As only one node is involved, the table sequence it returns is the final aggregate result.

The fork statement can also perform tasks using multiple nodes, for instance:

 

A

B

C

1

[192.168.1.112:8281, 192.168.1.112:8282]

 

 

2

[2010,2011,2012,2013,2014]

[124051,128857,131893,136760,139951,145380]

 

3

fork A2;A1

>output@t("calc begin, year: "+string(A3)+". ")

=file("StockRecord"/A3/".txt")

4

 

if !C3.exists()

end C3.name()+" not found!"

5

 

=C3.cursor@t()

 

6

 

=B5.select(B2.pos(SID)>0).fetch()

=B6.groups(SID;count(~):Count,max(Closing):Maximum, min(Closing):Minimum,sum(Closing):Sum)

7

 

>output@t("calc finish, SID="+string(A3) +". ")

result C6.derive(A3:Year)

8

reduce

=A3|A8

 

9

=A3.conj().

 

 

In the above cellset file, fork statement is used to compute data of specified stocks in all years. In the code block, line 4 checks whether the necessary file exists and uses end statement to return abnormal termination information and enable a reassignment of the task if the file cannot be found on the current node. Line 8 uses reduce statement to concatenate result records returned by all nodes. Similar to the example in the previous section where the end statement is added to reduce script, a task that cannot be computed by a node will be redistributed during execution. Here is output information of two nodes:

Task 2013 is given to node Ⅱ according to the default assignment order and then reallocated to node Ⅰ when the former terminates the computation abnormally. Make a note that both reduce statement and reduce script performs a cumulative operation only on a single node when doing a reduce action. The execution order is related to the task execution efficiency and assignment order. So, in the result returned by A9, we can see that the order of records is consistent with that of nodes and task assignment:

Usually, the result will be sorted again. If the reduce statement isn’t used, the result will have a same order with the parameters.

10.3.3 Handling computation-intensive tasks

In the previous examples, cluster computing is used to handle data-intensive computational tasks. By processing part of the data in each process, it makes the most use of the limited memory. In other scenarios, the task involves extremely complicated computation that can also be split apart through cluster computing into multiple subtasks that will be distributed among multiple nodes for execution. Results of the subtasks will be merged by the main node.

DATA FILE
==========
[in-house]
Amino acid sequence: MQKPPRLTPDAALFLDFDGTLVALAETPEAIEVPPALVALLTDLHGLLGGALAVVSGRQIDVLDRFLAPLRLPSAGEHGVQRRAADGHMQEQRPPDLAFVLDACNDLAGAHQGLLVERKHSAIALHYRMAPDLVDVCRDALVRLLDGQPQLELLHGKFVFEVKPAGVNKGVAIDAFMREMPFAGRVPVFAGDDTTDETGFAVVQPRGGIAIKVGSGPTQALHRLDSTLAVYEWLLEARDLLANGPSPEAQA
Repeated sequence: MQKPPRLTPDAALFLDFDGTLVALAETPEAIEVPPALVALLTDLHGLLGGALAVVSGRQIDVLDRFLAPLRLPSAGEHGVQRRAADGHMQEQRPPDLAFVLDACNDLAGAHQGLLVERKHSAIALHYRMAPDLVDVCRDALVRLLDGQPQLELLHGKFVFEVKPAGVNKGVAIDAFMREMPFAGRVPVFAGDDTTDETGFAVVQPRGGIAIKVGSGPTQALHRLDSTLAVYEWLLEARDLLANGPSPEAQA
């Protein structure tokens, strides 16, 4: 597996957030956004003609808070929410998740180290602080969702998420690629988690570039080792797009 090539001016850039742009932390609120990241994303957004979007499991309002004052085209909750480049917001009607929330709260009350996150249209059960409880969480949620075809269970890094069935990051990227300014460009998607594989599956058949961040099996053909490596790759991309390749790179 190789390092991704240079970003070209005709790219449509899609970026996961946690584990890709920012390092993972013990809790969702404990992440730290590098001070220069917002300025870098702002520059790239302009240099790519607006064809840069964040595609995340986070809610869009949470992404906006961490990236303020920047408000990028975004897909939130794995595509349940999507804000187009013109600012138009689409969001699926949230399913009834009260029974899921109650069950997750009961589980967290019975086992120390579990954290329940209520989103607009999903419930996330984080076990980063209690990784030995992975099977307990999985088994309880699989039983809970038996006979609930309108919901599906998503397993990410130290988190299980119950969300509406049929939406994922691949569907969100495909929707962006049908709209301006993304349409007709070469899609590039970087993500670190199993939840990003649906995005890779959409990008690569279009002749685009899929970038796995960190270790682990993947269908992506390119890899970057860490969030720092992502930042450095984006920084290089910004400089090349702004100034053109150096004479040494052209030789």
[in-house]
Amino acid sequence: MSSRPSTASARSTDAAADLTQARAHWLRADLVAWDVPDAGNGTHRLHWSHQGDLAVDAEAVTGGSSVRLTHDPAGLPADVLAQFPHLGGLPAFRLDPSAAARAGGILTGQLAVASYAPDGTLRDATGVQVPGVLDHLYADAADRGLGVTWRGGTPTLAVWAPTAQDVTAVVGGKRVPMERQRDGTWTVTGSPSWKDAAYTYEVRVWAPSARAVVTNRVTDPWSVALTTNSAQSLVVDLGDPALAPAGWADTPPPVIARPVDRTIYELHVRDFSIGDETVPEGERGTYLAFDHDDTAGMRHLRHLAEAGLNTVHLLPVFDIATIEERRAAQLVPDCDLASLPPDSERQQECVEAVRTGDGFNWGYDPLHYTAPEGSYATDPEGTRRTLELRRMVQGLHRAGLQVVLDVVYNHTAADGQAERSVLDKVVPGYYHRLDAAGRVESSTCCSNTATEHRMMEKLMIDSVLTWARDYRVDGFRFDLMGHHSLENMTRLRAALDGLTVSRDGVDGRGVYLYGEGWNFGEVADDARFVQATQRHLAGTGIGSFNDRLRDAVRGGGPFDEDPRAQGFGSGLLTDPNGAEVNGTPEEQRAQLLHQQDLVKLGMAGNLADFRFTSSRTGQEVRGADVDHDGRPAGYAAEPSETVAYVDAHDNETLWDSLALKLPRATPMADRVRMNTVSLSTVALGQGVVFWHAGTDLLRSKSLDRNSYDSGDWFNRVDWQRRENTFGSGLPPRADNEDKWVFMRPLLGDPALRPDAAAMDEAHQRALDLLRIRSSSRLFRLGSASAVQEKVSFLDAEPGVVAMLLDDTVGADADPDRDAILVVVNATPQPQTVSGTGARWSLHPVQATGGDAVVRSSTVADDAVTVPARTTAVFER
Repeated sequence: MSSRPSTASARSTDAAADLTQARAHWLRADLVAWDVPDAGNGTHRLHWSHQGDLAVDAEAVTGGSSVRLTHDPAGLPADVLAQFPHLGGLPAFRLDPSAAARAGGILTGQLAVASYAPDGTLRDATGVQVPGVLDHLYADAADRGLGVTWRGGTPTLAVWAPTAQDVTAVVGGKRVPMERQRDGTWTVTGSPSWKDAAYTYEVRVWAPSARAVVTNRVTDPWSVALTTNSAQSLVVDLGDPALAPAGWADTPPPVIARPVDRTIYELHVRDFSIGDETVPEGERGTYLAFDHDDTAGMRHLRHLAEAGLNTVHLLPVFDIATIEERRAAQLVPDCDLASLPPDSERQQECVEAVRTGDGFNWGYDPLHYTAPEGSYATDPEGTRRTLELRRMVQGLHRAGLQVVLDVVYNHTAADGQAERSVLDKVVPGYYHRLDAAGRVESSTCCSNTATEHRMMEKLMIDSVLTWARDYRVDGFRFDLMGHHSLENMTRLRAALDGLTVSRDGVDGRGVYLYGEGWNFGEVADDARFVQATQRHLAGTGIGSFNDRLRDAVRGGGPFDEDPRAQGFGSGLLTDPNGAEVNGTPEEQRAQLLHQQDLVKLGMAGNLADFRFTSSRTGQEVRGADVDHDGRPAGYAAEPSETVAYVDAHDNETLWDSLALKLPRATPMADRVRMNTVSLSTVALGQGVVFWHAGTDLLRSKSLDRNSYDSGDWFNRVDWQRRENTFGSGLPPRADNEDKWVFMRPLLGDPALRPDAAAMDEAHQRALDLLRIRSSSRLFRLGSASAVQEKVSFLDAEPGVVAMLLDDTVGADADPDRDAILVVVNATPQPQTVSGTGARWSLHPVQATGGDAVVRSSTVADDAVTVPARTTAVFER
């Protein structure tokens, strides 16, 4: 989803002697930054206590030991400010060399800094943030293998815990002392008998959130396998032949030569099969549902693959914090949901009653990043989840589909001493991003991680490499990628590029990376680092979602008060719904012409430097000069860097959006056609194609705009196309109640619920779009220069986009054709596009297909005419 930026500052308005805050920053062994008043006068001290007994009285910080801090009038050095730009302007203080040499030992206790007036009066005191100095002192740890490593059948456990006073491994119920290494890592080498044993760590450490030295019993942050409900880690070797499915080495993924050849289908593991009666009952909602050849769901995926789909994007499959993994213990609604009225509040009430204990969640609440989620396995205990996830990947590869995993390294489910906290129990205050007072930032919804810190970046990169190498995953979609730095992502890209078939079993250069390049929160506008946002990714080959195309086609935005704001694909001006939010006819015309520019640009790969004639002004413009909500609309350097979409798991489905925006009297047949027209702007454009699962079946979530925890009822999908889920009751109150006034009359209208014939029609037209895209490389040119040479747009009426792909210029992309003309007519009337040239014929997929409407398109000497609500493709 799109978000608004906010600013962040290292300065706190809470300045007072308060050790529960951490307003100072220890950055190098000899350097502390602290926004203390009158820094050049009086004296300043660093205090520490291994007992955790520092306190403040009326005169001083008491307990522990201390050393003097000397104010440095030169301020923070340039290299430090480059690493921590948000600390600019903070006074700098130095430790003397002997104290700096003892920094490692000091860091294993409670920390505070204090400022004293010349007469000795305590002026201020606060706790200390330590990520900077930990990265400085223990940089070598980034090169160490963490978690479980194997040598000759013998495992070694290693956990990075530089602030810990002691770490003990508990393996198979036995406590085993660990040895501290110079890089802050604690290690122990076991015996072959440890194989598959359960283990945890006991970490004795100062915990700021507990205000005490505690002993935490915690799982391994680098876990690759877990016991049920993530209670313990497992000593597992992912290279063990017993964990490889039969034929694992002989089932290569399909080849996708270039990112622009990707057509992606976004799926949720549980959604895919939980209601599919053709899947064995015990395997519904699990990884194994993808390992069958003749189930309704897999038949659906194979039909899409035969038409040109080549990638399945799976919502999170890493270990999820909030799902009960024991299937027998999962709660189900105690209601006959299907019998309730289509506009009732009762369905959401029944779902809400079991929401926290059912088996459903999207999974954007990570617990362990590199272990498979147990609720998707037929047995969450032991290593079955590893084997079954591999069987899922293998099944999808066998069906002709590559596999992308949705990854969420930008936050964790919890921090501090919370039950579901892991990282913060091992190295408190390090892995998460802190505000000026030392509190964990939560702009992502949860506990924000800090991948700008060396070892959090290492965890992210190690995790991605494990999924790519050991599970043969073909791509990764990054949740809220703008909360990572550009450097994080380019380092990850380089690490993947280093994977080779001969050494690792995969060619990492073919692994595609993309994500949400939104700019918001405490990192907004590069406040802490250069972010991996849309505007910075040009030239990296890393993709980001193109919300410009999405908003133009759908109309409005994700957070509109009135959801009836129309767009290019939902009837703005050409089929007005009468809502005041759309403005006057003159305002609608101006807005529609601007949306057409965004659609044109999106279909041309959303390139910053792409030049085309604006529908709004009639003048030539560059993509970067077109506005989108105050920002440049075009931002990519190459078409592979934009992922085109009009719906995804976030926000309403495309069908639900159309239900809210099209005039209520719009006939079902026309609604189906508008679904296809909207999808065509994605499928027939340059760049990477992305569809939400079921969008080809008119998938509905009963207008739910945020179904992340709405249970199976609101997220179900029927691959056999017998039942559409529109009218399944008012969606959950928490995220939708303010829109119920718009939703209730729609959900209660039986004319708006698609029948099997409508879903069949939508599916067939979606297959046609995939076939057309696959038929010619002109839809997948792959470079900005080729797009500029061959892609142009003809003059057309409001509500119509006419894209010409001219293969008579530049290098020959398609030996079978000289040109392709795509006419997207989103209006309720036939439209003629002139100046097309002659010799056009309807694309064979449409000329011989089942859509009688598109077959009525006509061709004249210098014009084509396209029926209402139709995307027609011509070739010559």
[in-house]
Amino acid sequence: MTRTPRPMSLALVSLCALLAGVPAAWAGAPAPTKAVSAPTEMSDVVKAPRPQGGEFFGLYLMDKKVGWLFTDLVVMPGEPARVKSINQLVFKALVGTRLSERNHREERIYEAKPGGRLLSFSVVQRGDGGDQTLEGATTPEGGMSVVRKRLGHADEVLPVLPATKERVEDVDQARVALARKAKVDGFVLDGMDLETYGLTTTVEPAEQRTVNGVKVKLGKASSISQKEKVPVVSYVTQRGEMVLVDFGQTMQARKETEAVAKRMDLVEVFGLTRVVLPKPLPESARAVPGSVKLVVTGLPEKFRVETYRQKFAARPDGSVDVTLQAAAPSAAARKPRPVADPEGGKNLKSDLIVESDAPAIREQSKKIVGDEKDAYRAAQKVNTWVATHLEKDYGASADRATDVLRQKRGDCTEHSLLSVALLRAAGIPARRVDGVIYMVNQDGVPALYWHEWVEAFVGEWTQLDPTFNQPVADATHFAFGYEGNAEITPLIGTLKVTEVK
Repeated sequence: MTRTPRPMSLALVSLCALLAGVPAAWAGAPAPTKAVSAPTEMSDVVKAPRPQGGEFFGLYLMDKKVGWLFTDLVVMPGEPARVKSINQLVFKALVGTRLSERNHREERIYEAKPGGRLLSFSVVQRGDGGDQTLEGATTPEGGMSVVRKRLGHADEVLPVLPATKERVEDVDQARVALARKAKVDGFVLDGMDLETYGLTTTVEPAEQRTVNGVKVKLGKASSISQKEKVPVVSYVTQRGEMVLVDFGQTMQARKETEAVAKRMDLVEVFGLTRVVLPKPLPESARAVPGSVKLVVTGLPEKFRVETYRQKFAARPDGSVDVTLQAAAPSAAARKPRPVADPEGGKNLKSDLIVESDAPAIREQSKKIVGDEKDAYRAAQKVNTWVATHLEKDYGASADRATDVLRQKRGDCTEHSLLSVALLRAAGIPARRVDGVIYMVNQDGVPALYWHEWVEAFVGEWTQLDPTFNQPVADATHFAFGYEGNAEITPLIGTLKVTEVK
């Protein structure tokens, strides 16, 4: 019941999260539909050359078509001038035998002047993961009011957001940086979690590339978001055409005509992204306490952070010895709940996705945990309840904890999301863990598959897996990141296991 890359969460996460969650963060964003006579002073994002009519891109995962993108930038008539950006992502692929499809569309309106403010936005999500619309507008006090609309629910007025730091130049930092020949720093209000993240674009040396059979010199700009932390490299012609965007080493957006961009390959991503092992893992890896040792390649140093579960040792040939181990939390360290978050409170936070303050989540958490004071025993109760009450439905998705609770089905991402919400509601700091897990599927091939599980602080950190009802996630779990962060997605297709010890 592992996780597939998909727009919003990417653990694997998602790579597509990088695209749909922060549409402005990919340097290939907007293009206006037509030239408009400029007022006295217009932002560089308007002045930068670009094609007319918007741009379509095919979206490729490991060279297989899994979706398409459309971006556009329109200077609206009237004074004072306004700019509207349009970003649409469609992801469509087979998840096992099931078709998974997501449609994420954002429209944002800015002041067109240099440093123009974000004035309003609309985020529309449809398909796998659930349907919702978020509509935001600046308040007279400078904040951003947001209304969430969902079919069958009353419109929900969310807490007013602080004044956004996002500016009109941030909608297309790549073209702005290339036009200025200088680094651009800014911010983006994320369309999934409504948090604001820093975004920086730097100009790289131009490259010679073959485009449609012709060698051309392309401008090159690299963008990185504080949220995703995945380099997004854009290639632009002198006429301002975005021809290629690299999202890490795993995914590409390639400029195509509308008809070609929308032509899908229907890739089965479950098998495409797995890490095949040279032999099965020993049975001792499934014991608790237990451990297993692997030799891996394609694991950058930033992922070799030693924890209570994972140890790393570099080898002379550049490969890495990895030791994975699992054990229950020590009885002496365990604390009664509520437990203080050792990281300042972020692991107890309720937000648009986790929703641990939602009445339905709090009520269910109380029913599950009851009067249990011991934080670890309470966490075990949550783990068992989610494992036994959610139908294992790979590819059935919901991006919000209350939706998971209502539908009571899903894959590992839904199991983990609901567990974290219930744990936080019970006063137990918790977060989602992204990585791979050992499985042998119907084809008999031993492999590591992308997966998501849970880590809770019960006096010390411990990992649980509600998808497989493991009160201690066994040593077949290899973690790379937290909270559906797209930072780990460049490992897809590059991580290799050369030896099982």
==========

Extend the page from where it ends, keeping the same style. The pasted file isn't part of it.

Take the following subroutine CalcPi.dfx as an example:

 

A

B

C

1

1000000

0

>output@t("Task "+ string(arg1)+ " start...")

2

for A1

=rand()

=rand()

3

 

=B2*B2+C2*C2

 

4

 

if B3<1

>B1=B1+1

5

>output@t("Task "+ string(arg1)+ " finish.")

return B1

 

Parameter arg1 is used to record serial numbers of subtasks:

This subroutine is created to estimate the value of π - ratio of circumference to diameter - using probability theory. Look at the following picture:

There is the quarter-circle in a square with side length of 1. The area of the square is 1 and the area of the sector is π/4. The probability of a point of the square that falls in the sector is the ratio of their areas, i.e.π/4. This subroutine randomly generates 1,000,000 points whose x, y coordinates are within the interval [0,1), computes the distance of each of these points from the origin, records the number of points that fall in the sector and then estimates the value of π.

Here’s the main program:

 

A

B

1

[192.168.1.112:8281, 192.168.1.112:8281, 192.168.1.112:8283]

20

2

CalcPi.dfx

=movefile@cy(A2;"/", A1)

2

=callx(A2, to(B1);A1)

=A3.sum()*4/(1000000d*B1)

Start node Ⅲ first and its main path is D:/files/node3. The above code, before calling the node, first copies the necessary dfx script onto all ndoes using movefile() function that uses @c option and @y option to disable deletion of the source file and enable overwriting a namesake file. By invoking the subroutine 20 times, the cluster computing distributes the computations of 20,000,000 points among processes (they are those used in the previous section). Distribution and execution information of the tasks can be viewed on each clustered server’s System Output window:

If the number of tasks exceeds the maximum task number the nodes can handle and processes on all nodes have already received their tasks, the subsequent tasks need to wait to be distributed until a process is available. In this case a task will be given to any idle process, so distribution solutions may vary. Each task computation process is independent. A task distributed later than another one may be accomplished earlier, which will not affect the final result of cluster computing.

The approximate value of π is computed in B2. Because the computation is performed based on probability, results are slightly different from each other.